Employers in Frisco and throughout Texas routinely interview, hire, and employ workers who are either currently eligible to use medical marijuana or who may be eligible to use medical marijuana in the future. As an employer in Texas, you may be wondering about your rights and responsibilities concerning medical marijuana. For example, can you require drug testing for your employees, and can you take adverse action against employees who test positive for marijuana, even if they are lawfully permitted to use medical marijuana in Texas? Or, for instance, are you required to grant accommodations to employees who qualify for medical Read more
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CROWN Act Ordinance Passes in Austin, TX

Employers in Texas should know that Austin has become the first city in Texas to pass the CROWN Act. The passage of this law will have important employment law implications in the state. Our Frisco employment law attorneys can provide you with more information about the CROWN Act, including what it is intended to do and how it can impact employers and businesses in Texas. If you have questions or if you need more information about your legal responsibilities as an employer, it is crucial to seek advice from a lawyer who can ensure that you are in compliance with Read more
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Avoid Discriminatory Filters Using AI Tools in Employment Searches

Texas employers who are planning to hire new employees may be considering the use of artificial intelligence (AI) technology to assist in the hiring process. According to an article in Risk Management, AI technology provides several benefits to employers in many different fields and industries. As that article explains, “some of the applications include employee recruitment and hiring, with AI promising to bring increased efficiency, lower costs, and better candidates to companies that employ technology in recruiting and hiring.” Unfortunately, some AI tools can be discriminatory and may open your business to liability to employment discrimination claims. One problem with Read more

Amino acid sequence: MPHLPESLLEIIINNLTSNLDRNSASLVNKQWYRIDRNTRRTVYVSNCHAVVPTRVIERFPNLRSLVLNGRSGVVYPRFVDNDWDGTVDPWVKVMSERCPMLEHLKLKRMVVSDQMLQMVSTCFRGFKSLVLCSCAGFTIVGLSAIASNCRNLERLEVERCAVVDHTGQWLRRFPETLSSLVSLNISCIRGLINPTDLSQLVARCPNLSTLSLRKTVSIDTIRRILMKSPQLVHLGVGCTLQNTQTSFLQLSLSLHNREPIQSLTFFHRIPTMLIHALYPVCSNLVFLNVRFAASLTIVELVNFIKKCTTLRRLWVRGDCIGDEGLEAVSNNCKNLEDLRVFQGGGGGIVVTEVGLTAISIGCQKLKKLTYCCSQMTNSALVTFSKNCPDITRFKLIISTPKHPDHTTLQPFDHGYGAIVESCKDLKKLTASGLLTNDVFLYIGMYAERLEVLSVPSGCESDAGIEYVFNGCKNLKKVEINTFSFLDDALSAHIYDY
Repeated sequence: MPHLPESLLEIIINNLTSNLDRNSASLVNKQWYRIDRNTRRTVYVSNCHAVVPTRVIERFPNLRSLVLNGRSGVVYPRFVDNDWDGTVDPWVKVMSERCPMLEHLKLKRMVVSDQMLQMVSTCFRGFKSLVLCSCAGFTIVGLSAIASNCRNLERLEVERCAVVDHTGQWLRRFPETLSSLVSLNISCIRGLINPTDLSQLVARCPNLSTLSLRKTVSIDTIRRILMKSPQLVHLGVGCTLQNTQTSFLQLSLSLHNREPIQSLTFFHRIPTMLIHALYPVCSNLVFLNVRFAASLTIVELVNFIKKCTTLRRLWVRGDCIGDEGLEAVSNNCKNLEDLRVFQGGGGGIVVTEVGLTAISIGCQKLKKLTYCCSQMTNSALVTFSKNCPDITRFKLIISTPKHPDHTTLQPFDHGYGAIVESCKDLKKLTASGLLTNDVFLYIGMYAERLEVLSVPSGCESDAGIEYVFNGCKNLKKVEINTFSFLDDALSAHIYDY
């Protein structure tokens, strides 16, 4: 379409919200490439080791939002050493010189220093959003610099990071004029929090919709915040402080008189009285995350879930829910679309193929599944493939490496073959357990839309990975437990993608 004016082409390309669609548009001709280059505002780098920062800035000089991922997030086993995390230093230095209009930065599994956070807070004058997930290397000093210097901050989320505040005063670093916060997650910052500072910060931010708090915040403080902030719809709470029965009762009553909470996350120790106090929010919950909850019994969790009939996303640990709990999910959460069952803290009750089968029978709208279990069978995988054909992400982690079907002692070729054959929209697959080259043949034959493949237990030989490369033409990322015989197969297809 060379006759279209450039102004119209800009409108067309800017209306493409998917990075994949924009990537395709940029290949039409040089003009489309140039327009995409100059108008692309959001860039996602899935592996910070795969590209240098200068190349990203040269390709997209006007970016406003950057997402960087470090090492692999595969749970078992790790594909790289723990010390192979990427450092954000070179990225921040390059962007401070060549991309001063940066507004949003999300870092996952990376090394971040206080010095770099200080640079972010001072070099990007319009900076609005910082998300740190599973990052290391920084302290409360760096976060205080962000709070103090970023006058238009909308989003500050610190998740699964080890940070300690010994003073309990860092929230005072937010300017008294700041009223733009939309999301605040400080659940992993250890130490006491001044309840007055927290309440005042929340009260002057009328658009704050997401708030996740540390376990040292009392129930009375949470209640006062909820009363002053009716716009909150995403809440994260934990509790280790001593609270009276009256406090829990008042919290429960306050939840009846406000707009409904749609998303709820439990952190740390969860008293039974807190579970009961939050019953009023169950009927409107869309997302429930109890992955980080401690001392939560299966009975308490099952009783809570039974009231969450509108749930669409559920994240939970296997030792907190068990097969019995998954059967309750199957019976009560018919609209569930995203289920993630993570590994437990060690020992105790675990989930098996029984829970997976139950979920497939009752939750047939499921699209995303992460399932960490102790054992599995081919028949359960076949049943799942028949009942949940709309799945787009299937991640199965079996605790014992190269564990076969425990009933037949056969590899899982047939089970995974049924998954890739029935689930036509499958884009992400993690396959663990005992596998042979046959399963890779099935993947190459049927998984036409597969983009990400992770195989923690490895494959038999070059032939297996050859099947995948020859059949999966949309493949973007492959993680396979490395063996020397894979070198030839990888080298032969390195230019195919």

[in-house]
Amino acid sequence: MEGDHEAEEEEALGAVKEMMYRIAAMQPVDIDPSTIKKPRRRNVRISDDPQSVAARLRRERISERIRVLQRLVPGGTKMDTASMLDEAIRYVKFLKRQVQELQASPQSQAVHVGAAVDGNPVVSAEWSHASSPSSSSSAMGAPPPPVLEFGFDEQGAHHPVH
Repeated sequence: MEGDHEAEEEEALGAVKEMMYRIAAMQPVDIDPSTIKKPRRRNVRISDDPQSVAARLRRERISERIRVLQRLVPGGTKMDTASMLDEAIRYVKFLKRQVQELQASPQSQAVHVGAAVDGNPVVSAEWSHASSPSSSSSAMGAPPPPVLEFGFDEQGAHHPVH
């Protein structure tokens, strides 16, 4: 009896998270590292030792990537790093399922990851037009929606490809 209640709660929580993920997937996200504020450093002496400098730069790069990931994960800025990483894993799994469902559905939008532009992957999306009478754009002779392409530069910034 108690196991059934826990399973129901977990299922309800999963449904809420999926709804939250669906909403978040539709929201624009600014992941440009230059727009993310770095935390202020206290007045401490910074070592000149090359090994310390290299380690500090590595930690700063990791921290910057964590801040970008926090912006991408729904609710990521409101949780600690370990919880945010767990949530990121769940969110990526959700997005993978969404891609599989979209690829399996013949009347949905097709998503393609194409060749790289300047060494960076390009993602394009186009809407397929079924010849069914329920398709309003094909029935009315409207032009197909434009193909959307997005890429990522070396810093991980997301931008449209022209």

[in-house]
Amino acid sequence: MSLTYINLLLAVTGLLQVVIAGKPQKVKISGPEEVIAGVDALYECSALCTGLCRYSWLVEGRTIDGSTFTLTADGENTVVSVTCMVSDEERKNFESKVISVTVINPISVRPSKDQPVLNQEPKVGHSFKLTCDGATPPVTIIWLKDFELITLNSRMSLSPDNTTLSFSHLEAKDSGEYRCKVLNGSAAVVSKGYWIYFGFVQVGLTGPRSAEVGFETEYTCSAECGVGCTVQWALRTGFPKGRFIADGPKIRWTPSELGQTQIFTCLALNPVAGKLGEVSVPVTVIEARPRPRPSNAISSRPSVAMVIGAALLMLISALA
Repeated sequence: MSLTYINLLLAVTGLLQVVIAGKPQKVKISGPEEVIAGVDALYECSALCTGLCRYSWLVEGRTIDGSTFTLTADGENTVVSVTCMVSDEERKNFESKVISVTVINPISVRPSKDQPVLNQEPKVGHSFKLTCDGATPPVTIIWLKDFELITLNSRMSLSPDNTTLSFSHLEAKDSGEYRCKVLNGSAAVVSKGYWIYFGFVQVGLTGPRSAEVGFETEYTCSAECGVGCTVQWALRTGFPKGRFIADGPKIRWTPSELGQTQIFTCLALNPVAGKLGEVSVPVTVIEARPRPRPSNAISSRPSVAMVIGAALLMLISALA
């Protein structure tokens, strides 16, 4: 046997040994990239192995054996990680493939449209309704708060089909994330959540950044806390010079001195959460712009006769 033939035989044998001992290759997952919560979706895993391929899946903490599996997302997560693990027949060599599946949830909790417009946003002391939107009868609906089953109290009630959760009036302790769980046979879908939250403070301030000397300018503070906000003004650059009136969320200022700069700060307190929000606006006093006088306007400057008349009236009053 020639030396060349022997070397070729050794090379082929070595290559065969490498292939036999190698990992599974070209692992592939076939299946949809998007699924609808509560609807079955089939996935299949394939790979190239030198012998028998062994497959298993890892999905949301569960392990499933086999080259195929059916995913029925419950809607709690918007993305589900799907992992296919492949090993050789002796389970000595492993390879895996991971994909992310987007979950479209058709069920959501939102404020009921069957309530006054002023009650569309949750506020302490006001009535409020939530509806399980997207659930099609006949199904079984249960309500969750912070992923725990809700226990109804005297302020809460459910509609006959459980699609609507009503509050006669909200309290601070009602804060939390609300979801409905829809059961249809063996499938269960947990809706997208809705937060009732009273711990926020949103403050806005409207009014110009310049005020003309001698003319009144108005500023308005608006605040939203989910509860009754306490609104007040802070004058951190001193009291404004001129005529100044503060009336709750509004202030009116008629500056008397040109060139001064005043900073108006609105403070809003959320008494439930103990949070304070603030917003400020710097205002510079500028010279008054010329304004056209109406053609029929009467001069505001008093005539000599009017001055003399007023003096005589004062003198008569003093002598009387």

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What is a Non-Solicitation Agreement & Should They Be Used in Employment Contracts?

Businesses in Texas need to be able to protect their company interests, including trade secrets and carefully built relationships with customers and clients. Accordingly, many businesses seek to include certain restrictions in employment contracts that limit what employees can do and how they can share information from the business. These are known as “restrictive covenants.” One common type of restrictive covenant is the non-solicitation agreement, which is designed to prevent an employee from leaving the business and taking clients or customers with them when they leave. If you own a business in Texas, it is important to understand what a Read more
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Texas Legal Requirements for Overtime Pay & Credit Accumulations

If your business has employees who are non-exempt and work overtime hours, it is important to understand your obligations as an employer under the federal Fair Labor Standards Act (FLSA) concerning overtime pay and overtime credit accumulations. In short, you are required to compensate non-exempt employees for overtime hours worked, and that compensation must come in the form of pay unless you are a public employer, in which case it may also come in the form of overtime credit accumulations. Our Frisco employment law attorneys can provide you with more information to ensure that your business remains in compliance with Read more